Traditionally, the term ‘street furniture’ would be associated with benches manufactured with a cast iron frame. Although the variety of design and manufacture of street furniture has greatly improved over time, cast iron is still used extensively for benches and seating. This article will take a closer look at this metal specifically focusing on its sustainability.
Records show that cast iron was first discovered and used by the Chinese in the 5th Century BC. Since then, humans have relied on its characteristics up until the current day. Although it has been superseded by steel since the 1950’s it is still used today for a limited number of applications, including benches.
Cast Iron is mainly iron, but it is also alloyed, or mixed with carbon. Carbon typically makes up 2% – 4% of the overall metal. This high carbon content gives iron its rough and bumpy feel, but also makes it more brittle than steel and stainless steel.
It will readily rust due to the high amount of carbon present within the metal.
The reason it is called cast iron and not simply iron is because it is very runny when it is molten and does not shrink much when it solidifies, which makes it ideal for making castings. This is partly why it is popular for benches and seating because it is easy to form into intricate shapes and patterns – the alternative, laser cutting steel, is much more difficult and therefore, more expensive.
The main difference between iron and steel is the carbon content. As mentioned earlier in this article, cast iron has a 2% – 4% carbon content whereas steel has a 0.1% – 0.5% carbon content. Stainless steel is like steel in terms of carbon content, but it is alloyed with chromium which makes stainless steel resistant to rust.
Cast Iron is the closest metal to iron ore that is mined from the earth in terms of how much processing is needed to transform the mined iron ore into the finished product. Steel and stainless steel are also manufactured from iron ore, but they have to go through additional processes to lower the carbon content and introduce alloyed elements.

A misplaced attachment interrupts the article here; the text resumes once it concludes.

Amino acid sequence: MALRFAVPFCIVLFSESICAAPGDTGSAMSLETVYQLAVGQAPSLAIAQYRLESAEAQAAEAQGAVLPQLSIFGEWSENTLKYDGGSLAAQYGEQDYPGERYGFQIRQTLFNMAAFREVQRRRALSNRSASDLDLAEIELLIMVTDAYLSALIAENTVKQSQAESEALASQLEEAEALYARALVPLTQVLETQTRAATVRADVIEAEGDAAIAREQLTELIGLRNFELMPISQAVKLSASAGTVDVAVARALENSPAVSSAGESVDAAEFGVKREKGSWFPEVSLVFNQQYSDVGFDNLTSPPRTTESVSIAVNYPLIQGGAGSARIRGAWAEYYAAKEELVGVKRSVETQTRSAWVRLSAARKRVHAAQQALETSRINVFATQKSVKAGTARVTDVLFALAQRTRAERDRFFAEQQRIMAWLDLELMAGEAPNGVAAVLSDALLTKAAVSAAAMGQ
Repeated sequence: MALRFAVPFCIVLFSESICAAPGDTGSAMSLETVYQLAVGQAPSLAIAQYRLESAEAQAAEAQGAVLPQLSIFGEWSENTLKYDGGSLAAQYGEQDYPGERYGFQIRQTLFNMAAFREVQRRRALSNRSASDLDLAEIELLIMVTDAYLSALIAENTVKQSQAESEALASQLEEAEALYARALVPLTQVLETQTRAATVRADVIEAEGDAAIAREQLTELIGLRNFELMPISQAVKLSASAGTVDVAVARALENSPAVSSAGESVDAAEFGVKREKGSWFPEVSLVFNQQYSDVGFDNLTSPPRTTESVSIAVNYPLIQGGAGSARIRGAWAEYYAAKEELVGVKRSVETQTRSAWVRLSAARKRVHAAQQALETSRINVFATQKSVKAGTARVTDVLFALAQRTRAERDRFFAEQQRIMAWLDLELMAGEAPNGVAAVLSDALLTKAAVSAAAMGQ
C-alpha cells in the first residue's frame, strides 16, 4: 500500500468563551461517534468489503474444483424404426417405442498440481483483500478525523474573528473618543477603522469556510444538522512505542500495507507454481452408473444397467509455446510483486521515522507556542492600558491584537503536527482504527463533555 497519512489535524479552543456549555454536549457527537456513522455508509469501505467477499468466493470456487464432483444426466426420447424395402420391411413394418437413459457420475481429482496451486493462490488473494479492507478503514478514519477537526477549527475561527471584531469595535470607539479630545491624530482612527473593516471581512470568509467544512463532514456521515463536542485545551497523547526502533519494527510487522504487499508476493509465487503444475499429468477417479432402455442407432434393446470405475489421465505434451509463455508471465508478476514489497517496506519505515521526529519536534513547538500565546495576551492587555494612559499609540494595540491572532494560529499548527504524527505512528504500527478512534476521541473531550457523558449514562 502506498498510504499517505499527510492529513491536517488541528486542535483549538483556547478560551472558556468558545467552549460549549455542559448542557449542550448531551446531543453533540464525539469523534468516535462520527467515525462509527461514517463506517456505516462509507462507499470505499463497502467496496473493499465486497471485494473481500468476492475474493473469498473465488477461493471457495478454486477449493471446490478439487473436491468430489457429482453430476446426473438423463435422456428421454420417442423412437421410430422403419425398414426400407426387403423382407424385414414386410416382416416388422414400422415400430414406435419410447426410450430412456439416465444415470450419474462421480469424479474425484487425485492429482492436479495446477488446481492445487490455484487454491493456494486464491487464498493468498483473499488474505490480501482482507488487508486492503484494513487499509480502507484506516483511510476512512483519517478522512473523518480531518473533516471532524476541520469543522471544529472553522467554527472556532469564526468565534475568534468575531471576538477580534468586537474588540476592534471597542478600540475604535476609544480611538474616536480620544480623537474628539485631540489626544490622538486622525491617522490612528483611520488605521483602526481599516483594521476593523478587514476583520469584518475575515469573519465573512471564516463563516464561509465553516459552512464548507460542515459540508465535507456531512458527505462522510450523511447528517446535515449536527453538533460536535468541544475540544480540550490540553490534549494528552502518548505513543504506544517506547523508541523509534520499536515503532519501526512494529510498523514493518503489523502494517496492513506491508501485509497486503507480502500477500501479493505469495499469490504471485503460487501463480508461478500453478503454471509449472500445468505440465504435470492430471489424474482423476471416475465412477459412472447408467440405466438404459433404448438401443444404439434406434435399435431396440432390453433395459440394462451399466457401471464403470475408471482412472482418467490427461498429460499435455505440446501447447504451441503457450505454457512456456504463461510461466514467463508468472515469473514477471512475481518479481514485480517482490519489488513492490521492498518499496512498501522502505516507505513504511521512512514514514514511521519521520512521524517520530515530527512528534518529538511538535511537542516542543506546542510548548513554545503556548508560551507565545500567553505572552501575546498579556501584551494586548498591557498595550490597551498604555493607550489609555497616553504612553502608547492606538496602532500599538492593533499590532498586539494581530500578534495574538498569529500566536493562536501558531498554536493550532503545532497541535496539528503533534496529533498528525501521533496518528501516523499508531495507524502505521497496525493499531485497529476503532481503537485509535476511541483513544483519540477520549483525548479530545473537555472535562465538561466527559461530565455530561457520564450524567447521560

1, Traditionally, 90% of benches were manufactured with a iron frame. This proportion has now almost completely reversed to 10%, especially for private projects. Steel is the material that has superseded iron.
Over the last 10/20 years, seating designs have become more minimalistic and less ornate, which suits steel because it is much stronger in thinner profiles, whereas iron is very brittle. Also cast iron is much easier to cast, but as designs are less ornate there is no need for complex casting which works in steels’ favour.
2, The second option is timber. Although timber can be incorporated into a mixed timber/metal bench, there are all-timber seating options available such as Logic’s Pueblo and Union Styles. Although it is very difficult to create intricate designs with timber, it scores highly for sustainability.
Iron and steel uses vast amounts of energy to produce and cannot be considered a sustainable material. In fact, one blast furnace (used in the manufacture of iron/steel) consumes as much energy as a town of 100,000 people.
Timber is much more sustainable as the only energy needed will be the transportation carbon footprint – transporting it from the forest to the end destination. The other problem is the potential for causing deforestation. This risk can be eliminated by selecting UK grown timber. Any UK grown timber felled will always be replenished thanks to the UK forestry commission’s regulations, and there is the added benefit of having a very limited transport carbon footprint (assuming the timber would be used in the UK).
In conclusion, cast iron is not suitable for most benches and seating manufactured today because it is very brittle which makes it impossible to use in many designs. Steel is a better option when looking at material properties.
However, neither steel or cast iron can be considered sustainable so every effort should be made to use UK grown timber, which, in our opinion, is the most sustainable material for manufacturing outdoor benches and seating.